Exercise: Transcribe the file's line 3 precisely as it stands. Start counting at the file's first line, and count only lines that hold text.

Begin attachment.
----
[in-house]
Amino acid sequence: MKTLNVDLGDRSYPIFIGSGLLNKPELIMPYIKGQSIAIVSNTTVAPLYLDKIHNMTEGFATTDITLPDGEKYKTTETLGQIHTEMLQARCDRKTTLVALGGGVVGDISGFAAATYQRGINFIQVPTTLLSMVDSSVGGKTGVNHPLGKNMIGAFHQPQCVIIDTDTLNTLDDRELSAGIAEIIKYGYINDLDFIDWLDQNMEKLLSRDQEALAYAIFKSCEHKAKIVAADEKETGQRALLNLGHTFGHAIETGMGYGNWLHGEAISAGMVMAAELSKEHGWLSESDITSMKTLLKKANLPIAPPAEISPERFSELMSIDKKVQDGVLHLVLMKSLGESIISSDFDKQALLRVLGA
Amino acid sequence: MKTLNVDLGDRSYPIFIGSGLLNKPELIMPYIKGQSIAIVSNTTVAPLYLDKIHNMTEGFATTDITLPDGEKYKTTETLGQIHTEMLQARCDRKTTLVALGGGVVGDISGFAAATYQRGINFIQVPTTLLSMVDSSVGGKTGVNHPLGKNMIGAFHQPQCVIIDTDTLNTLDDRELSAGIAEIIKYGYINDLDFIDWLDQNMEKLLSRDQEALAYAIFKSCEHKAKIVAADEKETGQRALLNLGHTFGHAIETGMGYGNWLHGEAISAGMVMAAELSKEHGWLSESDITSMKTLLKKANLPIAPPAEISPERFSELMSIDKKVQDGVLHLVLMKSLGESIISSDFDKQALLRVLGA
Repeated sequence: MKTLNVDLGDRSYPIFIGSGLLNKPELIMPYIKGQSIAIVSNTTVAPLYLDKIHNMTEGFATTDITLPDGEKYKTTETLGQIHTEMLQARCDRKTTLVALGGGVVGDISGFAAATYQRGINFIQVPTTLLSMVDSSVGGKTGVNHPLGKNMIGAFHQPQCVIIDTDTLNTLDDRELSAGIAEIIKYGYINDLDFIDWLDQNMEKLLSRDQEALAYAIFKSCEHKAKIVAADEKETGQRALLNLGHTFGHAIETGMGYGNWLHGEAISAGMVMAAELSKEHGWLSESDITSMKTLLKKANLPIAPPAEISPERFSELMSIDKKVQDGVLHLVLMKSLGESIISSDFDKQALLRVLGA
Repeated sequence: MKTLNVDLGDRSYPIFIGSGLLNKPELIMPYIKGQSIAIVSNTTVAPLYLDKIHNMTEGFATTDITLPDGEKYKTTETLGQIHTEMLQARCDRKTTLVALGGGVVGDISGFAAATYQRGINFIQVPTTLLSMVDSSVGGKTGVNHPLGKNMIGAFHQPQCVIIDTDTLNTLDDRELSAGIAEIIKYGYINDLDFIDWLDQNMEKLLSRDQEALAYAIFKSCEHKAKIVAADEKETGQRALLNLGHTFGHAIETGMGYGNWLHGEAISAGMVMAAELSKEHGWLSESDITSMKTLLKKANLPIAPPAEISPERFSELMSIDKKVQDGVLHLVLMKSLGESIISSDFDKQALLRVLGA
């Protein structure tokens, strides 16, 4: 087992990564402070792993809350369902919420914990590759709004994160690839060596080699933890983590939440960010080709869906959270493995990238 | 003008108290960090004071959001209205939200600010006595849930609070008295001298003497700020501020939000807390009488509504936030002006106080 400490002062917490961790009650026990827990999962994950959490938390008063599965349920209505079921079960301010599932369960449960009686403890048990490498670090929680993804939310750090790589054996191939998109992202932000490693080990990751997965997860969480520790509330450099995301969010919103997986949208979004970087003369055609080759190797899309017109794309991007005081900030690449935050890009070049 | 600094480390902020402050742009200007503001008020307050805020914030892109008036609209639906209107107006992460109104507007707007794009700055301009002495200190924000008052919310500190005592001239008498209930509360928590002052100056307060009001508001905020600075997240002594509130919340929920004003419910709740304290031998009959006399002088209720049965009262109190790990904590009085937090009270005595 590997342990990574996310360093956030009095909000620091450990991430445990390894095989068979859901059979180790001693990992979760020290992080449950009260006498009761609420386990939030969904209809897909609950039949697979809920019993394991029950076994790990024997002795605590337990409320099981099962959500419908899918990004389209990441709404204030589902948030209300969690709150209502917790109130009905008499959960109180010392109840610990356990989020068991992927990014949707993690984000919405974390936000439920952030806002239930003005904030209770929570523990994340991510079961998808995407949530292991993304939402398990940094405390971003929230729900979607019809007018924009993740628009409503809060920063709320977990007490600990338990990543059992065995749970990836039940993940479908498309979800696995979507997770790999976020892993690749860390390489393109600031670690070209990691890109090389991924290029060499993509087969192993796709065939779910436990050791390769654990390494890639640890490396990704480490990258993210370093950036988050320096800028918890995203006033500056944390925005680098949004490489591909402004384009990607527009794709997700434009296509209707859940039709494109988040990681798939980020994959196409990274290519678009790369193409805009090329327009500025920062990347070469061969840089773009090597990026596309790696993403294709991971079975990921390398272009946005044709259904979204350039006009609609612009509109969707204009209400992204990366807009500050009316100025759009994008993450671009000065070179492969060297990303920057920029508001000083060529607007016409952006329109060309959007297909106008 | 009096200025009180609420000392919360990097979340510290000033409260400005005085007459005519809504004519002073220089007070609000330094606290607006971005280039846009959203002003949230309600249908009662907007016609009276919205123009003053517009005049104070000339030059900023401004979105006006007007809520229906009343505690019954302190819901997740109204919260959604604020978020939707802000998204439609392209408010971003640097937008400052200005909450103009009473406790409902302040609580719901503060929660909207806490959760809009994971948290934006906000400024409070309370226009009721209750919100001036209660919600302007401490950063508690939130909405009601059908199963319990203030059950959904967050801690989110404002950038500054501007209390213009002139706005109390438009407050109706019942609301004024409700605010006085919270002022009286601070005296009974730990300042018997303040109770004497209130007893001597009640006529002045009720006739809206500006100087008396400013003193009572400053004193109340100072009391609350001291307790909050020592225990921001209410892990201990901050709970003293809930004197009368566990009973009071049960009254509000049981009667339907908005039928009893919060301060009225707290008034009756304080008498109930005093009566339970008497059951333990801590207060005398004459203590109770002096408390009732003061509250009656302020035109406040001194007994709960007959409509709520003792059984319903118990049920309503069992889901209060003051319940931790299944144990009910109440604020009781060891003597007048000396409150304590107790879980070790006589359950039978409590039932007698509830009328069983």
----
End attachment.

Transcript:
Amino acid sequence: MKTLNVDLGDRSYPIFIGSGLLNKPELIMPYIKGQSIAIVSNTTVAPLYLDKIHNMTEGFATTDITLPDGEKYKTTETLGQIHTEMLQARCDRKTTLVALGGGVVGDISGFAAATYQRGINFIQVPTTLLSMVDSSVGGKTGVNHPLGKNMIGAFHQPQCVIIDTDTLNTLDDRELSAGIAEIIKYGYINDLDFIDWLDQNMEKLLSRDQEALAYAIFKSCEHKAKIVAADEKETGQRALLNLGHTFGHAIETGMGYGNWLHGEAISAGMVMAAELSKEHGWLSESDITSMKTLLKKANLPIAPPAEISPERFSELMSIDKKVQDGVLHLVLMKSLGESIISSDFDKQALLRVLGA